After high school I attended college, and still didn't fit in, because I was terrified someone would find out I was gay. I guess I started to come out a bit back then because I got involved on campus with what later became known as "AIDS Awareness", an event to promote safe sex and educate people to the problems of all sexually transmitted diseases. I guess this was my way of being slightly open, and still being closeted.
I skipped in and out of college like a revolving door, trying to find some easier way of existing, but none came into play. I had, internally accepted myself as a gay man a long time ago, but I was still closeted to the world, and had all plans to remain so. I figured, as I've said before, I would just wait until my parents died and then move away and live my life as I please.
In 1989 my father died. I think he knew I was gay, because he once found a video tape hidden in my room. I lied and told him it was a joke gift for a girl who was turning 18, and we all thought it would be funny to give her a male stripper video. I knew he didn't believe me, but he covered well. Anyway, he was dead, I was 26 and still a virgin. (Anyone snickering will be asked to leave! Besides, I was saving myself. Oh, never mind!)
One week later I attended a party with some friends, one of whom told me he once "messed around" with another guy. I had been drinking, and got up the nerve to suggest to him he let me do something I wanted to try, just to see if I liked it. I admit, it was interesting, but I didn't really like it, due to the alcohol which was having a really bad effect on me. At that point in my life I stopped drinking to the extent I had been, and eventually got to the point where I maybe have one or two drinks a year.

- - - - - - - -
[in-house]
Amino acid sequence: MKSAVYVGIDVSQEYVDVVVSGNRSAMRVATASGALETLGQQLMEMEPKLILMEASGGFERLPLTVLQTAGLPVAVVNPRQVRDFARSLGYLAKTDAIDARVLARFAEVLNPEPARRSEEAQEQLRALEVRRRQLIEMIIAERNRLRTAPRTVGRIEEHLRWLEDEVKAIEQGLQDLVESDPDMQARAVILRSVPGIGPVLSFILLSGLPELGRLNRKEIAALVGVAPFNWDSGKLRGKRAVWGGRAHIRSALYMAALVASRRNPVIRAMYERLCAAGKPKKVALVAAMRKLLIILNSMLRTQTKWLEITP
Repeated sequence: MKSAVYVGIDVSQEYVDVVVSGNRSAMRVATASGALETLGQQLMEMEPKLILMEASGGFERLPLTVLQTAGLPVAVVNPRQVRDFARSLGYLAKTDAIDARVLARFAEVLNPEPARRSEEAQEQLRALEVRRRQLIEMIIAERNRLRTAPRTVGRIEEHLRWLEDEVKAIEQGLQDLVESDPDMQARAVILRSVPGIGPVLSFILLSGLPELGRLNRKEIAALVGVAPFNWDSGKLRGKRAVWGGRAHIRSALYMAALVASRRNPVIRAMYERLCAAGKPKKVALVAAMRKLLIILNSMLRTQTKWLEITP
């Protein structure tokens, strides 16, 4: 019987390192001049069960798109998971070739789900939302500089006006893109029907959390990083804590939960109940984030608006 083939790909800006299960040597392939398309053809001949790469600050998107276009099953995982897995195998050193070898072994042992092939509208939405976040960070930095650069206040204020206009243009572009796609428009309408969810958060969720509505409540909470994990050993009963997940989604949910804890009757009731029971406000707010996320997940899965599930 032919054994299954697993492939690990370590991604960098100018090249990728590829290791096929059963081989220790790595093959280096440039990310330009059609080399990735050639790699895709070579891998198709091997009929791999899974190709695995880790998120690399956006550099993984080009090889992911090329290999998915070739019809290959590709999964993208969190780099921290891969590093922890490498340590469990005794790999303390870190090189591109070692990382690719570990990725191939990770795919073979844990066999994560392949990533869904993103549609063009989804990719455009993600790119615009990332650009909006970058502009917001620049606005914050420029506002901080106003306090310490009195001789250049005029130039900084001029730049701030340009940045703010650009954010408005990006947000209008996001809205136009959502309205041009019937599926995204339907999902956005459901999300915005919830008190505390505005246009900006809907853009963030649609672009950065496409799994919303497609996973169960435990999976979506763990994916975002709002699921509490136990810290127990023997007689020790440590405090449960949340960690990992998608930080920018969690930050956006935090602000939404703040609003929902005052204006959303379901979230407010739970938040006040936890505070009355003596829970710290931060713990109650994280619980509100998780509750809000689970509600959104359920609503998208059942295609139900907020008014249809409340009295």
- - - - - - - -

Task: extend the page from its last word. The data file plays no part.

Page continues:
Drinking was a large part of my teen years and early 20s, especially between
the ages of 18 to 26. All of my friends drank heavily, if you consider being
able to down a couple six-packs and a pitcher of Red Death (that's a combination
of Alabama Slammers and Kamikazes, and for the nondrinkers it's really not your
best choice if you plan on starting to drink), heavy drinking.
Giving up drinking when you don't have a problem with it isn't a real challenge, and I never liked it anyway since I always felt terrible the next day. Why make myself feel physically ill, when all I needed to do to make myself feel sick was think about living alone for the rest of my life fearing my family would hate me? I reasoned.
I'll skip the details of meeting Mr. Right. If you're interested go back and read the first entry, called Awakening. Suffice it to say, he outed me to my mother, and the transition from straight son to gay son was made. It wasn't and easy transition. I know I may have made it sound easy, but it took a couple years of hearing my mother cry every night because she felt like a failure.
No son wants to make his mother feel like she failed, but no matter what I told her, she thought of herself as a failure, because that was the mind set of her generation. Since I was an only child this meant no grandchildren, not that she ever made any effort prior to the revelations of my sexuality to hint at being a grandmother. My mother is a good mother, but not someone who wants to dote on a grandchild. She has always been more independent, and didn't need grandchildren to justify her existence.